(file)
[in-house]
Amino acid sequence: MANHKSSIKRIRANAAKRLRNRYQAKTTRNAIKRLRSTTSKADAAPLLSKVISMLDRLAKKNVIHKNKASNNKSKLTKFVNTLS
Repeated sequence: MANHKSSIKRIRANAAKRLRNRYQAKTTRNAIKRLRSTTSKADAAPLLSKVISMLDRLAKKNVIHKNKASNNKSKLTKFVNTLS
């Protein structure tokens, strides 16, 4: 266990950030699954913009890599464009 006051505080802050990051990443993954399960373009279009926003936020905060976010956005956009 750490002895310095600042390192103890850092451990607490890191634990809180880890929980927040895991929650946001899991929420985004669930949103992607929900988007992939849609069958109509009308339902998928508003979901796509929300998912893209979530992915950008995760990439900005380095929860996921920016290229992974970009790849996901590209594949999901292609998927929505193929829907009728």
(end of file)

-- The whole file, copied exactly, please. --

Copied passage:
[in-house]
Amino acid sequence: MANHKSSIKRIRANAAKRLRNRYQAKTTRNAIKRLRSTTSKADAAPLLSKVISMLDRLAKKNVIHKNKASNNKSKLTKFVNTLS
Repeated sequence: MANHKSSIKRIRANAAKRLRNRYQAKTTRNAIKRLRSTTSKADAAPLLSKVISMLDRLAKKNVIHKNKASNNKSKLTKFVNTLS
């Protein structure tokens, strides 16, 4: 266990950030699954913009890599464009 006051505080802050990051990443993954399960373009279009926003936020905060976010956005956009 750490002895310095600042390192103890850092451990607490890191634990809180880890929980927040895991929650946001899991929420985004669930949103992607929900988007992939849609069958109509009308339902998928508003979901796509929300998912893209979530992915950008995760990439900005380095929860996921920016290229992974970009790849996901590209594949999901292609998927929505193929829907009728």